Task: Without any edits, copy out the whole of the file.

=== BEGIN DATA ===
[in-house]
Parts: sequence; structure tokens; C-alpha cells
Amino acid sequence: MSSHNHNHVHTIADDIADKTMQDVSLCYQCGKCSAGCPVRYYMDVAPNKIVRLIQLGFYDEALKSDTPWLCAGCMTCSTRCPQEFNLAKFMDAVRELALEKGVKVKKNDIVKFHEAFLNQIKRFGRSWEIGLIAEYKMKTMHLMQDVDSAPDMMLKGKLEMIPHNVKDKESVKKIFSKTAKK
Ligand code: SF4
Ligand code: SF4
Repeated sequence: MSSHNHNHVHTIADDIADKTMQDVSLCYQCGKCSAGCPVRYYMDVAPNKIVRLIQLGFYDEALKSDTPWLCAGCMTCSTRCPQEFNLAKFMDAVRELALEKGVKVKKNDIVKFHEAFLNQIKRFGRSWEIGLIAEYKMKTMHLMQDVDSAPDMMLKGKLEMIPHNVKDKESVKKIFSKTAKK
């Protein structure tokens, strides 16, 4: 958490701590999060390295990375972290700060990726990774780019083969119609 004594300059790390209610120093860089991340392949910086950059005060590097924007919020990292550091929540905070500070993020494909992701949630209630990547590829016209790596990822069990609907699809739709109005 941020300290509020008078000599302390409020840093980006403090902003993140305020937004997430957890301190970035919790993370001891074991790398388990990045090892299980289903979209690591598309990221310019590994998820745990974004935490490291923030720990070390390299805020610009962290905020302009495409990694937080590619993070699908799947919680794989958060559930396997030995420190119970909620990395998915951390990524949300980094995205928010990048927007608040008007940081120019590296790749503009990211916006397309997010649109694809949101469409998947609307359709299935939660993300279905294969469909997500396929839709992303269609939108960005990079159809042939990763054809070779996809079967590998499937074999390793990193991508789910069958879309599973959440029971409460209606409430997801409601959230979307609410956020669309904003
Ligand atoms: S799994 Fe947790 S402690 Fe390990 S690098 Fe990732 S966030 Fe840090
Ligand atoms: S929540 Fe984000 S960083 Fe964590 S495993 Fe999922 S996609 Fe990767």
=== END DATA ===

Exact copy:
[in-house]
Parts: sequence; structure tokens; C-alpha cells
Amino acid sequence: MSSHNHNHVHTIADDIADKTMQDVSLCYQCGKCSAGCPVRYYMDVAPNKIVRLIQLGFYDEALKSDTPWLCAGCMTCSTRCPQEFNLAKFMDAVRELALEKGVKVKKNDIVKFHEAFLNQIKRFGRSWEIGLIAEYKMKTMHLMQDVDSAPDMMLKGKLEMIPHNVKDKESVKKIFSKTAKK
Ligand code: SF4
Ligand code: SF4
Repeated sequence: MSSHNHNHVHTIADDIADKTMQDVSLCYQCGKCSAGCPVRYYMDVAPNKIVRLIQLGFYDEALKSDTPWLCAGCMTCSTRCPQEFNLAKFMDAVRELALEKGVKVKKNDIVKFHEAFLNQIKRFGRSWEIGLIAEYKMKTMHLMQDVDSAPDMMLKGKLEMIPHNVKDKESVKKIFSKTAKK
């Protein structure tokens, strides 16, 4: 958490701590999060390295990375972290700060990726990774780019083969119609 004594300059790390209610120093860089991340392949910086950059005060590097924007919020990292550091929540905070500070993020494909992701949630209630990547590829016209790596990822069990609907699809739709109005 941020300290509020008078000599302390409020840093980006403090902003993140305020937004997430957890301190970035919790993370001891074991790398388990990045090892299980289903979209690591598309990221310019590994998820745990974004935490490291923030720990070390390299805020610009962290905020302009495409990694937080590619993070699908799947919680794989958060559930396997030995420190119970909620990395998915951390990524949300980094995205928010990048927007608040008007940081120019590296790749503009990211916006397309997010649109694809949101469409998947609307359709299935939660993300279905294969469909997500396929839709992303269609939108960005990079159809042939990763054809070779996809079967590998499937074999390793990193991508789910069958879309599973959440029971409460209606409430997801409601959230979307609410956020669309904003
Ligand atoms: S799994 Fe947790 S402690 Fe390990 S690098 Fe990732 S966030 Fe840090
Ligand atoms: S929540 Fe984000 S960083 Fe964590 S495993 Fe999922 S996609 Fe990767």